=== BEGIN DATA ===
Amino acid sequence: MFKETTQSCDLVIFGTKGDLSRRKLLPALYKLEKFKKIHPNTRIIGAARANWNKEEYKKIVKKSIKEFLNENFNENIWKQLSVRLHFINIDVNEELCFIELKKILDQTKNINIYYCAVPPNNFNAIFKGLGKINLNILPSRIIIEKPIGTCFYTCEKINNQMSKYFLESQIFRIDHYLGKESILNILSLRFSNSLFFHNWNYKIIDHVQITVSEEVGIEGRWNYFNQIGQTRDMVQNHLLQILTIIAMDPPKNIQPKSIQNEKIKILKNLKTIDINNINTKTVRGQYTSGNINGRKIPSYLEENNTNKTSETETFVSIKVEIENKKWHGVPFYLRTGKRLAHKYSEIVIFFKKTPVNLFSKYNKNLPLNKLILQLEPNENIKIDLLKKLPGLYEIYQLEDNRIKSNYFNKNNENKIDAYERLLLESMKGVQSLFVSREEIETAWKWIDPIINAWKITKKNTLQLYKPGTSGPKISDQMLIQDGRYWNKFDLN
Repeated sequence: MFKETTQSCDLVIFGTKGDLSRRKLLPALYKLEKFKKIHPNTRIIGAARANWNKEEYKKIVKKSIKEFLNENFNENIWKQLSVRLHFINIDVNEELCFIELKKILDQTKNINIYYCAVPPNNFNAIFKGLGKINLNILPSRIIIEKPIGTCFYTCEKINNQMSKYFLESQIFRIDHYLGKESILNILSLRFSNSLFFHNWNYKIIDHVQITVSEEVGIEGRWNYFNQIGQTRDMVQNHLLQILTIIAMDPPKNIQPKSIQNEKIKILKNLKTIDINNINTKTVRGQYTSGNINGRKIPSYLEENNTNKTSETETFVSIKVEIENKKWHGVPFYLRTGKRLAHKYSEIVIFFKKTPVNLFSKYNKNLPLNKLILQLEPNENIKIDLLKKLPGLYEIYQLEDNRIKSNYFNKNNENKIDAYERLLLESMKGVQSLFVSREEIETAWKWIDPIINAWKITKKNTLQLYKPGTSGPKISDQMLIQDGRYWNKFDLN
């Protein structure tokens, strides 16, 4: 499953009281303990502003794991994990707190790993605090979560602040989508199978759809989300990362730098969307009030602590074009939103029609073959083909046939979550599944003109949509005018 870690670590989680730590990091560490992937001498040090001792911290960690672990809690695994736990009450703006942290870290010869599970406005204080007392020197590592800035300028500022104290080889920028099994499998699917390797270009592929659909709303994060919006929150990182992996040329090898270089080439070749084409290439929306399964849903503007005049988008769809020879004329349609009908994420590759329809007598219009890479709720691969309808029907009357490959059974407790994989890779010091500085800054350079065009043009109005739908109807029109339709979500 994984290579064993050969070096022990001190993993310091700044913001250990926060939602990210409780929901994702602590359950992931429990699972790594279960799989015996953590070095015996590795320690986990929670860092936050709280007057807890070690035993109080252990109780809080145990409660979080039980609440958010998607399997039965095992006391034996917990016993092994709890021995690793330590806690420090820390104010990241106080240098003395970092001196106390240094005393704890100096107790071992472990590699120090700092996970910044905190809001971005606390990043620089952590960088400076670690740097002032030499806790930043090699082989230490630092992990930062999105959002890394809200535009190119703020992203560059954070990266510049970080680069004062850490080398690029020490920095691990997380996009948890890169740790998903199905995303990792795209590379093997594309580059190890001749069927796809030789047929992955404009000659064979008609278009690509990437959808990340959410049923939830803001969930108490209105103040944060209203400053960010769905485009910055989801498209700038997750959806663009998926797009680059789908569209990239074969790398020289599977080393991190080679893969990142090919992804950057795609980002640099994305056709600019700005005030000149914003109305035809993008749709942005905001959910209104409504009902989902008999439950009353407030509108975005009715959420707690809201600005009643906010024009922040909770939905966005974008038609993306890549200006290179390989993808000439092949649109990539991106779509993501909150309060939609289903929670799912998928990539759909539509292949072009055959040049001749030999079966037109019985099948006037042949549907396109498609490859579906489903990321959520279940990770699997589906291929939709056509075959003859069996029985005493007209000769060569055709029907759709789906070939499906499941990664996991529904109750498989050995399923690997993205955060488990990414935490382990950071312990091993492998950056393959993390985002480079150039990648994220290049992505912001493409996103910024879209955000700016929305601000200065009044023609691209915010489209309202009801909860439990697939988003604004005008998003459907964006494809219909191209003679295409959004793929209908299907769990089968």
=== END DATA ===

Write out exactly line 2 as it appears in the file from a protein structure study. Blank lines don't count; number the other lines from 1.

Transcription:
Repeated sequence: MFKETTQSCDLVIFGTKGDLSRRKLLPALYKLEKFKKIHPNTRIIGAARANWNKEEYKKIVKKSIKEFLNENFNENIWKQLSVRLHFINIDVNEELCFIELKKILDQTKNINIYYCAVPPNNFNAIFKGLGKINLNILPSRIIIEKPIGTCFYTCEKINNQMSKYFLESQIFRIDHYLGKESILNILSLRFSNSLFFHNWNYKIIDHVQITVSEEVGIEGRWNYFNQIGQTRDMVQNHLLQILTIIAMDPPKNIQPKSIQNEKIKILKNLKTIDINNINTKTVRGQYTSGNINGRKIPSYLEENNTNKTSETETFVSIKVEIENKKWHGVPFYLRTGKRLAHKYSEIVIFFKKTPVNLFSKYNKNLPLNKLILQLEPNENIKIDLLKKLPGLYEIYQLEDNRIKSNYFNKNNENKIDAYERLLLESMKGVQSLFVSREEIETAWKWIDPIINAWKITKKNTLQLYKPGTSGPKISDQMLIQDGRYWNKFDLN